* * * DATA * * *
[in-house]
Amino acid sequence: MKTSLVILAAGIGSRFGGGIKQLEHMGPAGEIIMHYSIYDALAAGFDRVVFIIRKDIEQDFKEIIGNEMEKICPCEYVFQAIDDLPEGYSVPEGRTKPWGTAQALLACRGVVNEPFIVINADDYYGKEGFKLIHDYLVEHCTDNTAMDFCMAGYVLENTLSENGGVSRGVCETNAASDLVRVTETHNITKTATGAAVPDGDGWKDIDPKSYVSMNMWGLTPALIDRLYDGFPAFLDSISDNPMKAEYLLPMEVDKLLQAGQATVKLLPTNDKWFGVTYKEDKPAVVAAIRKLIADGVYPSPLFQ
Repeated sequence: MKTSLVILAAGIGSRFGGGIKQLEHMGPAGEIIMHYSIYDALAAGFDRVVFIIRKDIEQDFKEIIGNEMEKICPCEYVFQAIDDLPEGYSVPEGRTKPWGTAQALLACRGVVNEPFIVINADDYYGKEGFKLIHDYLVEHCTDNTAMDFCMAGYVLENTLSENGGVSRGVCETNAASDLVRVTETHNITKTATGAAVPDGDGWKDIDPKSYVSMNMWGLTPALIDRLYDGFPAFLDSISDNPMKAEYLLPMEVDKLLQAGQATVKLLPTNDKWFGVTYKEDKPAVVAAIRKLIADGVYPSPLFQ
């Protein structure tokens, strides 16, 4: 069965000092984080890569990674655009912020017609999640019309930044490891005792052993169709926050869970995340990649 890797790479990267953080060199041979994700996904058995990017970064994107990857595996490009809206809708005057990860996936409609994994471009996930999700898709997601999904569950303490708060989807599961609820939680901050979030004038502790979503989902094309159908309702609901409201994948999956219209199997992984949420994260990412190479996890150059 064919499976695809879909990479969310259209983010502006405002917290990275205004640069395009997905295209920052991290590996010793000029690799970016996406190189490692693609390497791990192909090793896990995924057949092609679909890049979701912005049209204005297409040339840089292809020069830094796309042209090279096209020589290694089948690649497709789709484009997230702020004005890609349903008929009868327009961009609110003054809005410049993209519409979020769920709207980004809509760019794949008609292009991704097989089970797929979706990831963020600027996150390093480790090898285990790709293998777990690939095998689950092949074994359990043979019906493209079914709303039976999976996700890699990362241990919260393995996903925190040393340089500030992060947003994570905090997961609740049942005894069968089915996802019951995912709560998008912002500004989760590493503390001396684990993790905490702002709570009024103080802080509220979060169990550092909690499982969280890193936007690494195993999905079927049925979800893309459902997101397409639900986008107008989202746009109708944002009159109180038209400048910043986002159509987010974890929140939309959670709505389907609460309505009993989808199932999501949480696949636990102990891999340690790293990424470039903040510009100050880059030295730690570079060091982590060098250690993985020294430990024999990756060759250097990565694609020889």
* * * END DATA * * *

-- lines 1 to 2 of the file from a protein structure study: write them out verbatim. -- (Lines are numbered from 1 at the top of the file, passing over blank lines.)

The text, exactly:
[in-house]
Amino acid sequence: MKTSLVILAAGIGSRFGGGIKQLEHMGPAGEIIMHYSIYDALAAGFDRVVFIIRKDIEQDFKEIIGNEMEKICPCEYVFQAIDDLPEGYSVPEGRTKPWGTAQALLACRGVVNEPFIVINADDYYGKEGFKLIHDYLVEHCTDNTAMDFCMAGYVLENTLSENGGVSRGVCETNAASDLVRVTETHNITKTATGAAVPDGDGWKDIDPKSYVSMNMWGLTPALIDRLYDGFPAFLDSISDNPMKAEYLLPMEVDKLLQAGQATVKLLPTNDKWFGVTYKEDKPAVVAAIRKLIADGVYPSPLFQ